adaptive learning and elearning

Standard e-learning courses that are linear in their format are no longer that interesting for learners, cannot grab their attention and lead to lower retention rates. Utilizing different methods such as gamification, microlearning or adaptive learning is a great way to diversify the e-learning courses that you create regardless of their educational purpose – for corporate training, skills enhancement, part of a university program, etc.  

One of the approaches that give great results in creating highly-engaging modules is to present the learners with real-life scenarios and challenge them to solve certain problems that entail specific consequences. Including branching scenarios in the e-learning course puts the learners in the shoes of problem-solvers and allows them to use the theoretical knowledge they have in practice while utilizing the safe e-learning environment.  

Once you get familiar with the idea of branching scenarios, you can unlock their unlimited potential. In order to do so, it is necessary to know what they are, how to create them and which are the best examples to use. It is also a good idea to be more creative and find suitable combinations of branching scenarios with other approaches. Below are a few ideas that can help and inspire you to include them in your next e-learning project. 

What are Branching Scenarios and Why Include Them in E-Learning Courses? 

Initially, the goal of an e-learning course was to present information in the form of text, images and/or movies in order to make people familiar with new concepts and skills. It is a great way to learn about new ideas and theories, however, it does not give the learners the necessary experience. In recent years the focus has shifted from learning about something to learning how to do something. The development of scenario-based modules allows learners to make decisions and to follow a certain path of development based on their choices.  

Branching scenarios provoke learners to put their theoretical knowledge into solving practical issues and see if they really have the skills to do it. It has happened probably to all of us to perfectly understand something while learning it and feeling absolutely in dire straits when having to apply it in practice. Here is where scenario-based learning comes to help. 

What is a branching scenario? Basically, it is an interactive form of learning that challenges the learner to put their knowledge into practice. The learners are presented with a question and several options to solve the issue and each of their decisions takes them on a different path. As the story unfolds, the learners are faced with more challenges and options. The scenario provides a safe environment to test your knowledge and skills and to learn from your mistakes without the consequences of actual real-life situations. There is no way to predict how the scenario will go on as each individual decision makes a difference in the story. This type of learning interaction is quite catchy and engaging and learners have fun while completing the modules.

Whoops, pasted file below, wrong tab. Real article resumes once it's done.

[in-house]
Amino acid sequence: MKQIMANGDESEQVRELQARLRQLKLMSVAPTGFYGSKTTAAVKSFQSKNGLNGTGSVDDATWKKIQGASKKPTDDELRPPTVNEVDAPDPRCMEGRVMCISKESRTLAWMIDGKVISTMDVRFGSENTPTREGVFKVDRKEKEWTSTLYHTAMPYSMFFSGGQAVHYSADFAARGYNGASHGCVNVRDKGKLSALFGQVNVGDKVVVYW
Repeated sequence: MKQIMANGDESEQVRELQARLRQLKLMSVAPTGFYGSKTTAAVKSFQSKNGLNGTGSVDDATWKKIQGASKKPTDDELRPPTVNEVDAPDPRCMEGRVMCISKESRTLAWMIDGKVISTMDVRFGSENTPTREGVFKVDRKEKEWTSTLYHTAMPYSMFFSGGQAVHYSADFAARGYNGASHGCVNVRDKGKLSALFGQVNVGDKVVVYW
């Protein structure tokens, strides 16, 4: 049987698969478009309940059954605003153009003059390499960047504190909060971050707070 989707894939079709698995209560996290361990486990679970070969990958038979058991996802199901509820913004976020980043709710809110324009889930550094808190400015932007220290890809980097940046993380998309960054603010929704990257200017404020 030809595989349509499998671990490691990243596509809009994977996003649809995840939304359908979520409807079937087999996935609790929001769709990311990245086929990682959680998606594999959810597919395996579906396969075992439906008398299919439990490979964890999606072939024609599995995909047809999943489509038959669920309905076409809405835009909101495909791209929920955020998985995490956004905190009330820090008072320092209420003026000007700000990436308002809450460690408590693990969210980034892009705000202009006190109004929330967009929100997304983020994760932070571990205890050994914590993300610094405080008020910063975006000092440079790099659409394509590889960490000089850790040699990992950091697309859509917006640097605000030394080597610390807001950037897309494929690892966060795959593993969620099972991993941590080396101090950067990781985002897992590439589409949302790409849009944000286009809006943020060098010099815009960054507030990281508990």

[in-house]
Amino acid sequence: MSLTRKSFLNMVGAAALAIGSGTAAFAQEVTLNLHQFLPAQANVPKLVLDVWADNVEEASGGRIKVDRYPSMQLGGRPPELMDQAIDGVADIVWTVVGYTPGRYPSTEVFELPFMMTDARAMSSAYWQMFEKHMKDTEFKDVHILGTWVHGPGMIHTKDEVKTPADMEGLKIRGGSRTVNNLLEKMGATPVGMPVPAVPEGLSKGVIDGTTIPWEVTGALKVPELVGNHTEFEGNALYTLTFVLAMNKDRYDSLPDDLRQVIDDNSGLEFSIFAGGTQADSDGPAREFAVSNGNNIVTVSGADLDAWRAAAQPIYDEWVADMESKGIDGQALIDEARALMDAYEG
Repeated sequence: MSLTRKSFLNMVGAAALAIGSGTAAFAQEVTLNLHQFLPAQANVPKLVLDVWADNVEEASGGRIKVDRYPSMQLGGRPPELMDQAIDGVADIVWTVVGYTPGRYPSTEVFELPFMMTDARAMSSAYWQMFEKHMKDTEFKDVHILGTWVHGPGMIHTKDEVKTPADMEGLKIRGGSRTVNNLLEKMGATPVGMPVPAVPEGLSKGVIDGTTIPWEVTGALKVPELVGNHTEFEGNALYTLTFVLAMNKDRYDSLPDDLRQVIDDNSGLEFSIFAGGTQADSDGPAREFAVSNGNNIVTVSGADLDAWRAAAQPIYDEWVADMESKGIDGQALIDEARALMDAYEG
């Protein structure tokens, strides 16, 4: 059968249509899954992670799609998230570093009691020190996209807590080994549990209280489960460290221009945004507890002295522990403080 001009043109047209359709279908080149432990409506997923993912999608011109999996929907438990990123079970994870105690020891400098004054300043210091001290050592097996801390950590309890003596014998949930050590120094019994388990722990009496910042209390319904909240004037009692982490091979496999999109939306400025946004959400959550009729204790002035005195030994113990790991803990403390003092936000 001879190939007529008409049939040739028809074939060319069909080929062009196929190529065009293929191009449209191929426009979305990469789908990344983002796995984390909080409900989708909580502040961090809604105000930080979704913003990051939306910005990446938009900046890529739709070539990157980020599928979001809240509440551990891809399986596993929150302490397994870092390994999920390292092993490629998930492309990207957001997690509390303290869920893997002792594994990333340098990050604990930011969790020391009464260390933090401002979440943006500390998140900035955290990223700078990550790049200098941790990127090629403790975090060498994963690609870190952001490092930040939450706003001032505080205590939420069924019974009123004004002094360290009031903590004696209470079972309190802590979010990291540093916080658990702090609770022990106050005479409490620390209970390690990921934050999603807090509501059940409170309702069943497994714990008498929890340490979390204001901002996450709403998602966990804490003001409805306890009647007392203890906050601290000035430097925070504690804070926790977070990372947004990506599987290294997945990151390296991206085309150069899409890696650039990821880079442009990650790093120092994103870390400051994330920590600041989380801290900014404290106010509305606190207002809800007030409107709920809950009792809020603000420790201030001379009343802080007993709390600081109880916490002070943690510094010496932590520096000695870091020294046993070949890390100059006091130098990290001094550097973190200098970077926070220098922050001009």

A scenario is usually made of three parts: 

  • description that introduces the learner to the specific situation giving all the necessary details and usually presenting the dilemma that is to be solved. 
  • question with several alternatives where a decision is to be made for the story to unfold. Most commonly the learners are presented with two answers that they need to choose from. Depending on the level of difficulty or the intention of the module there can be one or more correct answers. Usually, there is one choice which is the best, while the others are either wrong or not as good. As the story goes, the learner is faced with several such options which lead them to different ends of the scenario. 
  • Feedback. This is an important part of any learning module as it allows the learner to realize the mistakes made and to learn from them. In the case with a branching scenario, feedback can be given at different stages of the story. One of the options is to give feedback immediately after a decision is made. In case the option chosen is correct, the learner can proceed with the module. If the answer is wrong, the learner is given more information and explanation and allowed to choose again in order to proceed. This approach is usually used with more complicated ideas and with beginners. For more experienced learners it is recommended to give feedback at the very end of the module. Thus, the learners are allowed to proceed through the scenario no matter if their choice is right or wrong. It gives them the opportunity to make mistakes and learn from them.  

Why branching scenarios are good for e-learning courses? The answer to this question is pretty simple – because they allow the learner to gain practical skills alongside the theoretical knowledge. It is a powerful learning experience because it provides a safe environment for the learners to make mistakes while placed in a real-life situation and learn from them without negative consequences. The learners gain invaluable experience that can be used in real life afterwards. The method is very suitable for company training and especially for leaders and managers who are faced with tough decisions every working day. The scenarios are good for any age as they are engaging and funny and the story can be adapted to fit the abilities and address the needs of the learners.  

Is it Difficult to Create a Branching Scenario E-Learning Course? 

Authoring an e-learning course based on a branching scenario is a serious undertaking that requires time, imagination and can be a complex and costly process, especially the first time. You need to be quite creative and careful not to lose track of where each branch leads. You need to create multiple pages, buttons, and actions and make sure that the story comes to an end.  

Once you are ready with the module, you need to spend sufficient time to test it and run a quality assurance check. You need to make sure that each of the branches of your scenario works. The best thing to do is to plan for sufficient time in advance so that you can make sure that each detail is a perfect fit for the story. It is also a good idea to use specialized scenario-building tools such as TwineDraw IO or BranchTrack. They will help you build the slides, which is probably the most time-consuming part of creating the course.